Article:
The Rottweiler bucked against the restraints. Strangled snarls rumbled in his throat, incapable of escaping his muzzled mouth.
“Hold him still!” Abbi cried.
I reached out and began stroking the large animal on the rump. He twitched and flinched, but as I continued to place my hand there, his movement slowed and ceased altogether. Abbi prepped the needle and plunged the puppy with his supplements.
“Okay,” Abbi turned to the sink and began washing her hands again, “Get him off my table.”
I got my hands around Denver’s collar and gently pulled him toward me. “Come on, boy,” I invited him cheerily.
Abbi grinned as Denver heaved his body off the table and stood next to me, still woozy from the drugs. She didn’t say anything, she just grinned.
“What?” I asked. She had that same look everybody got when I was out with the dogs, the look that made me feel like I had somehow performed a miracle.
Abbi nodded at Denver and giggled, “I’m the one who went to veterinary school, but to them I’m just the mean old lady with the pills and the needles. You’re the animal whisperer. You speak their language, and they trust you.”
Her observations were making me uncomfortable. “So?” I asked, because I couldn’t think of anything else to say.
Abbi laughed again and went back to checking charts on the computer. “You’re a funny kid.”
Funny kid; I’m twenty years old, she’s thirty, and she still calls me a funny kid. It’s like no one realizes I’ve grown up—not even myself. Every time she calls me a “funny kid”, I’m thirteen again, and Big Sulley is sitting in the armchair next to the Steinway telling me I am “the funny kid with the angel music.” After a solid decade of being “on call” for Abbi during the day and Sulley during the night, I wonder if it’s even worth it to try college. What good is a degree if I can’t get a job without leaving people in the lurch? The very idea boggles the imagination.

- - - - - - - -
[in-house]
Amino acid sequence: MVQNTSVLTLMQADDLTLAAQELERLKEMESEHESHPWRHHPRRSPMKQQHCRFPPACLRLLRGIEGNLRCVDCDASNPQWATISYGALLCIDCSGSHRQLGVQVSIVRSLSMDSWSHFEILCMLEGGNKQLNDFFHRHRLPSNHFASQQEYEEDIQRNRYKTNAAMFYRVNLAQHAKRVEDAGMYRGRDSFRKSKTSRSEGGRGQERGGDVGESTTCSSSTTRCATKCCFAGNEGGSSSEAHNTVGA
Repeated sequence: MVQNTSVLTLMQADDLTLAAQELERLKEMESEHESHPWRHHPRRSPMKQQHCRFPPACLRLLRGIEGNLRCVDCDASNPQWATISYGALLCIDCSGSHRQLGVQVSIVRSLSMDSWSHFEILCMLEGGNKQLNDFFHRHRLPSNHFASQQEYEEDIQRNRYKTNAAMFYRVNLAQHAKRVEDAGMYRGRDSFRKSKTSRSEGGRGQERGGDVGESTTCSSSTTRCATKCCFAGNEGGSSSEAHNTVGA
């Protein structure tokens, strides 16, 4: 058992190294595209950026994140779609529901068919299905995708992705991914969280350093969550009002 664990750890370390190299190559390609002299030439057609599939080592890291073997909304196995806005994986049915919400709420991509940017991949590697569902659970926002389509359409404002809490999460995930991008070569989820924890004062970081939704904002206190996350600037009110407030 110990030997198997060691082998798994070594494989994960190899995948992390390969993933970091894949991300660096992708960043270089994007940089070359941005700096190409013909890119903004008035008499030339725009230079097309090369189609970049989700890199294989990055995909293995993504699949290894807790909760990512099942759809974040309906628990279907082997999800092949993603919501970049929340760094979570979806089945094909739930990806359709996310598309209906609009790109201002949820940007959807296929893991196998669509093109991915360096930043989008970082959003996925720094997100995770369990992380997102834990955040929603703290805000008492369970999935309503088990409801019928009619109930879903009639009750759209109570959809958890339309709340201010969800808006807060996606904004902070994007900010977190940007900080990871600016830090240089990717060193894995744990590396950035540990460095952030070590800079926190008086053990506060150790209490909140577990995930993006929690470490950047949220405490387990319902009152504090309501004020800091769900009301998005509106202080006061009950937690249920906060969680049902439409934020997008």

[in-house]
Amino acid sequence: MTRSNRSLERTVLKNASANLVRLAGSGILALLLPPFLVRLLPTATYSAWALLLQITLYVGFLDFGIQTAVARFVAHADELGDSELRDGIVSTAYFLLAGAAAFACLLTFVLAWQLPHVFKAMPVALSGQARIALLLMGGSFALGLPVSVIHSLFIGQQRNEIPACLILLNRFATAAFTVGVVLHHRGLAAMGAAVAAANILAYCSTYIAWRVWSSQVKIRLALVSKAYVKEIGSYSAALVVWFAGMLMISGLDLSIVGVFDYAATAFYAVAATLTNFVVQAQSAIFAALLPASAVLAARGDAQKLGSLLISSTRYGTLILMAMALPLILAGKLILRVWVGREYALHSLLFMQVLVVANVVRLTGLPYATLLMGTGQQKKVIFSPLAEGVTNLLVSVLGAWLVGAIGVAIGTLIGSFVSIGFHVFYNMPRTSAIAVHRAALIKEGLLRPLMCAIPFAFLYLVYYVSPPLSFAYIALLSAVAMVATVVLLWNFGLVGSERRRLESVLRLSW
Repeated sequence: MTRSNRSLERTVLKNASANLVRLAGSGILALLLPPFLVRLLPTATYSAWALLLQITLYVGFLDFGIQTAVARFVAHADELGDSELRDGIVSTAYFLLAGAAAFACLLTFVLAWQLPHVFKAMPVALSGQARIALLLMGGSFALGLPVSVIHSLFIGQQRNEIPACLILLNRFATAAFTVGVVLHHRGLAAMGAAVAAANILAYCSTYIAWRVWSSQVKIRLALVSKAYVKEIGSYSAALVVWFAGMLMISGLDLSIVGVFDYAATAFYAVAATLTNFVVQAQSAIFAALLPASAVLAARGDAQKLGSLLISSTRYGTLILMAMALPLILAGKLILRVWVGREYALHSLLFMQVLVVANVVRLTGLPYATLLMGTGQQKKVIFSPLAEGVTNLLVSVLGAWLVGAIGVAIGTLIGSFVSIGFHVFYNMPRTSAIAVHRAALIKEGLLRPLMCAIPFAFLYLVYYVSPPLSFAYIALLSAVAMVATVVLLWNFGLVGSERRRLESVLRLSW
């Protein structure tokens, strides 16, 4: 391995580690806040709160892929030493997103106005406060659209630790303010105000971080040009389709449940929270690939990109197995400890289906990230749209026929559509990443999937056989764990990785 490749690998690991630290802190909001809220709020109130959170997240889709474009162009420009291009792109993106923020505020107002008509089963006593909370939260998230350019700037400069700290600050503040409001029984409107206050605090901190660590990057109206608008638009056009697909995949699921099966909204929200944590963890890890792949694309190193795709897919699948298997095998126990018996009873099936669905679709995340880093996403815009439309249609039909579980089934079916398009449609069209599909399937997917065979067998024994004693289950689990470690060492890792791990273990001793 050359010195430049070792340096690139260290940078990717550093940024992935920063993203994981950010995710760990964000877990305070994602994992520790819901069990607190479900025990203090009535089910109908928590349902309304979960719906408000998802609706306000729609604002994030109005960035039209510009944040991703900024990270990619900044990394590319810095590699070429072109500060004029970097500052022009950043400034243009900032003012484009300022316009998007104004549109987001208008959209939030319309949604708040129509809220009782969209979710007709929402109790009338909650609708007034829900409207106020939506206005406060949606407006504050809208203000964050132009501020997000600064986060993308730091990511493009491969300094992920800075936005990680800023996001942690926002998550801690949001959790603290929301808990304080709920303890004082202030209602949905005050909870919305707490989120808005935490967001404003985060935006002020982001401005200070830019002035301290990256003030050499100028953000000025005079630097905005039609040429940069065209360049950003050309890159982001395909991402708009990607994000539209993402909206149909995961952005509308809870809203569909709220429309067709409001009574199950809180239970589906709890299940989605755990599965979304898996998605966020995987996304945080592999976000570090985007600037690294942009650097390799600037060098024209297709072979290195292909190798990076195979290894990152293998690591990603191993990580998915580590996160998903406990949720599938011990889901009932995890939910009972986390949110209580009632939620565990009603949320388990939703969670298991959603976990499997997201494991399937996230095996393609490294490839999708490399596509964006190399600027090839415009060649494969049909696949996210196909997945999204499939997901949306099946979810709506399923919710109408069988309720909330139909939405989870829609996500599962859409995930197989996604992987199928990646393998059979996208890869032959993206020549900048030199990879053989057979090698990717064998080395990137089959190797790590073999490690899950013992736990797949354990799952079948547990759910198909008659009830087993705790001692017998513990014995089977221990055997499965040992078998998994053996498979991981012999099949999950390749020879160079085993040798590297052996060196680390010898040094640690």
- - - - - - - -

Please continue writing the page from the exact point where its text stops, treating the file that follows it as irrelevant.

I brought Denver out to the pens. Mariah was there with her friends, talking like she owned the place.
“This is Dot; I got to name her.”
“She’s so sweet!” One of the girls gushed, sticking her fingers through the grate so the Pomeranian-Silkie mix could explore them.
My sister happened to be standing in front of Denver’s kennel.
“Excuse me,” I muttered to her.
Mariah blinked as if she didn’t hear me, “What?”
I coached Denver forward, and she backed away, just like I wanted her to.
“Ugh, David! I thought all dogs were supposed to be leashed outside the kennels!” She frowned at me.
I prodded Denver with my knee to keep him from investigating Mariah’s guests like he wanted to; I didn’t see anything wrong with the pup. He was sweet and innocent, but he had this jagged scar around his eye and one leg bent funny, so he scares people away.
“Hey,” I called his attention.
Taffy—her hand still gripping Dot’s cage, grimaced, “What?”
“Not you,” Man, I hated the way my cheeks burned when I talked to girls! “I meant the dog.” I finally got Denver into his kennel, and he lunged to lick me in the face before I closed the gate.
“Weirdo,” Taffy muttered.
“Let’s go,” Mariah announced, “Davy’s going to start talking to the dogs again. Oh, by the way,” she turned to me, “Steve signed you up as the catering coordinator for the carnival next week. You can talk to Annie and find out what all that entails.”
Steve… If my brother knew that I’d named a particular grey domesticated rat after him, he would probably kill me—socially, not physically.
Steve Jordan has always been a model salesman, even from a young age. He could get anyone to do anything. He convinced my dad that it would be okay for him and Bailey (my oldest brother) to attend PSU together—Bailey as a Management major and Stephen in Marketing. Steven then got several foundations to fund their degrees through scholarships.